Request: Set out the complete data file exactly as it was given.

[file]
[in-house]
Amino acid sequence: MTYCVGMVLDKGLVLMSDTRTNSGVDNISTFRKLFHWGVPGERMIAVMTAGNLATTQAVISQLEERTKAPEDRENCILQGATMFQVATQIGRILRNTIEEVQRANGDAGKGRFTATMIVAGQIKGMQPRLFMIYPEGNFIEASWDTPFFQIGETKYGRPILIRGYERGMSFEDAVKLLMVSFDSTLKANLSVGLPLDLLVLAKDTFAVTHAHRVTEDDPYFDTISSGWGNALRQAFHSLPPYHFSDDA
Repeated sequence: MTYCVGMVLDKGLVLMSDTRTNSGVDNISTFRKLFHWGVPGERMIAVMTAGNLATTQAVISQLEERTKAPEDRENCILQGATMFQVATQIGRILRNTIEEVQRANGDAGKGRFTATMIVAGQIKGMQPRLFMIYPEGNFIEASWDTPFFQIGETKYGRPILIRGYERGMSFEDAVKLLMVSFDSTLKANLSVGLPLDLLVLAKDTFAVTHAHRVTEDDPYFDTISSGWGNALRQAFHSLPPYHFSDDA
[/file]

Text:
[in-house]
Amino acid sequence: MTYCVGMVLDKGLVLMSDTRTNSGVDNISTFRKLFHWGVPGERMIAVMTAGNLATTQAVISQLEERTKAPEDRENCILQGATMFQVATQIGRILRNTIEEVQRANGDAGKGRFTATMIVAGQIKGMQPRLFMIYPEGNFIEASWDTPFFQIGETKYGRPILIRGYERGMSFEDAVKLLMVSFDSTLKANLSVGLPLDLLVLAKDTFAVTHAHRVTEDDPYFDTISSGWGNALRQAFHSLPPYHFSDDA
Repeated sequence: MTYCVGMVLDKGLVLMSDTRTNSGVDNISTFRKLFHWGVPGERMIAVMTAGNLATTQAVISQLEERTKAPEDRENCILQGATMFQVATQIGRILRNTIEEVQRANGDAGKGRFTATMIVAGQIKGMQPRLFMIYPEGNFIEASWDTPFFQIGETKYGRPILIRGYERGMSFEDAVKLLMVSFDSTLKANLSVGLPLDLLVLAKDTFAVTHAHRVTEDDPYFDTISSGWGNALRQAFHSLPPYHFSDDA